Currently, we can think that the GPL, CPL, Eclipse PL, Mozilla PL, OSL and LGPL (and others of the same style, in its various versions) meet this criterion: they all have a degree of copyleft on the code released and for their derivative works (but with different effects in terms of composite works which include this code, or for works uses this code ...a debate that we will not enter into here).

In paragraph 3 of the same Article 16, the RD states that the PA should "attempt" to use the European Union Public License (known under the acronym EUPL), but without prejudice to other licenses that guarantee the same rights. That is, the preference would be for the EUPL, but the Administration may use another with copyleft for example like the GPL (as was done by the Catalan Government for the "EinesTIC" suite). The EUPL 1.1. is a license drafted at the European Commission's request for the release of the Commission's software as well as any other software. It is recognized as "Open Source" by the Open Source Initiative. It is more appropriate for the "European" legal framework and has an annex of specifically compatible copyleft licenses including the GPLv2, the OSL 3.0, Eclipse / Common PL and French license CeCILL (allowing the use of the EUPL1.1 software in or by code under these licenses).

The idea of ​​using a copyleft license seems to be to ensure that if someone uses a code released by the Administration, for example to create a better or more complete application, he/she is not entitled to "sell" it back to the Administration (provided it is a "derived" work): it must re-distribute this improvement (to the same Administration or any other) under the terms of a free/open source licence.

While understanding these objectives, this philosophy is not necessarily shared by all: with a permissive license, the code of the administration will always be available to the public, so no one can "close" the code originally released. But it is true that this does not necessarily guarantee that derivative works (improvements, adaptations, etc.) of this code will be made available. However, a release of a copyleft licensed program may also be a disincentive for consultants and solution providers, who may be reluctant to work with this code in circumstances where improvements must be free (not jus the part that is owned ​​by the Administration, but the results of their efforts for improvement or adaptation).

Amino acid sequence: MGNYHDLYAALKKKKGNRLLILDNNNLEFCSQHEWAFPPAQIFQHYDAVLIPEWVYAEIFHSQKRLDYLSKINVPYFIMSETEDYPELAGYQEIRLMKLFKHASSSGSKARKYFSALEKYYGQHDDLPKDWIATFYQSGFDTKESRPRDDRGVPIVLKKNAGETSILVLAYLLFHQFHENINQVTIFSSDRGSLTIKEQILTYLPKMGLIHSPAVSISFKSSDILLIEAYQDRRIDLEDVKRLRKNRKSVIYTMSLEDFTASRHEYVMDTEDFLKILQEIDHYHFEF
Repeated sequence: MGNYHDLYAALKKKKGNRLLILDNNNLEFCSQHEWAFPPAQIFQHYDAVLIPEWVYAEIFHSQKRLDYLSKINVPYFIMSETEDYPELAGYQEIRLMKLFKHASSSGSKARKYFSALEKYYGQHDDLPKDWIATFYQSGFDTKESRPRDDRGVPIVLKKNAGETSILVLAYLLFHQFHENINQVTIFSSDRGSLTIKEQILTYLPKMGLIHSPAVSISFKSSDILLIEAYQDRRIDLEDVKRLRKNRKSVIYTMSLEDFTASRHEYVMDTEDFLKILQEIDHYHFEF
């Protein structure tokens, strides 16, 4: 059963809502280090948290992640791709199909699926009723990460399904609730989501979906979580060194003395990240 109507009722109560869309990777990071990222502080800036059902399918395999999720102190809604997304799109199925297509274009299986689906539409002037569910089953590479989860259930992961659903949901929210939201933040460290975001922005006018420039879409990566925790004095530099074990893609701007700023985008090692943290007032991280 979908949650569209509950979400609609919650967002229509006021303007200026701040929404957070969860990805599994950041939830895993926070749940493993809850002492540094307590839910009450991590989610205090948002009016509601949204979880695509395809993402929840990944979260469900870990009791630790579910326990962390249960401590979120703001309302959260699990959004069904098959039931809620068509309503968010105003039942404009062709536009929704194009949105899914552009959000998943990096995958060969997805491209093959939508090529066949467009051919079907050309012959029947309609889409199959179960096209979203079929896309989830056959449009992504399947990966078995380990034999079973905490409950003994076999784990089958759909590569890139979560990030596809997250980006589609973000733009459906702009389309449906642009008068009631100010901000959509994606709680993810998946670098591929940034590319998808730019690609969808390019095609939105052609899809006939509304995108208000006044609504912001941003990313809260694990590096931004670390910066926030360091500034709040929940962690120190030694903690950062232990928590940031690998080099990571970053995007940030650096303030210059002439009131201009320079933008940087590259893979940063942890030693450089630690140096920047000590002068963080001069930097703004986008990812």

Directories

Finally, Article 17 of the Royal Decree implements the obligation established in LAECSP to create directories of applications (federated at national level and internationally) to enable the free reuse of this software. It is understood that these directories are within the public Administration – they are not necessarily directories open to all.

Paragraph 3 goes beyond the LAECSP and states that Public Administration should "take into account the solutions available for free reuse that can fully or partially meet the needs of new systems and services or for the improvement and updating of those already implanted”. I understand then that before purchasing a new solution or improving an existing one, an Authority should consult these directories to see "what is there". Should they also consult open repositories like Sourceforge, Freshmeat or Google Code? It will be interesting to see how they implement this obligation: what internal processes are established. Besides, a decision could be attacked from one Administration to purchase a non-free software (or a development that uses non-free systems - operating systems or databases), because there exists other free with the same benefits, which "have not taken into account "?

Finally, in section 4, another novelty: Administrations must ensure the publication of software code, under development or completed, in the software directories set up for free reuse "in order to promote actions to share, reutilise and collaborate for the benefit of improved efficiency”. The publication of completed applications (although an application is rarely "finished!") and which have some stability and security levels and certification makes sense in light of the preceding paragraphs.

What is interesting is the publication of code in development phase: the opening of the development process to other administrations appears to be a form of incentive to implementat the free software development model (open development, progressive, incremental, modular) in Public Administration. Through this, other administrations can download the code posted and start doing their own versions and upgrades. It does not specify if the directory must have version control tools, management of Bugs, and third party "commit" processes, to enable other administrations to participate in the development. Once again, we will wait to see how this system works, especially for example in cases where a private provider of the Administration is responsible for managing the application development, and how it will manage the risks and responsibilities.

Conclusions

In summary, although the Royal Decree does not establish any "preference" for the acquisition of software products based on free / open source licenses, it does propose improvements for use within the Administration and above all for the reuse and freeing of the public administration software.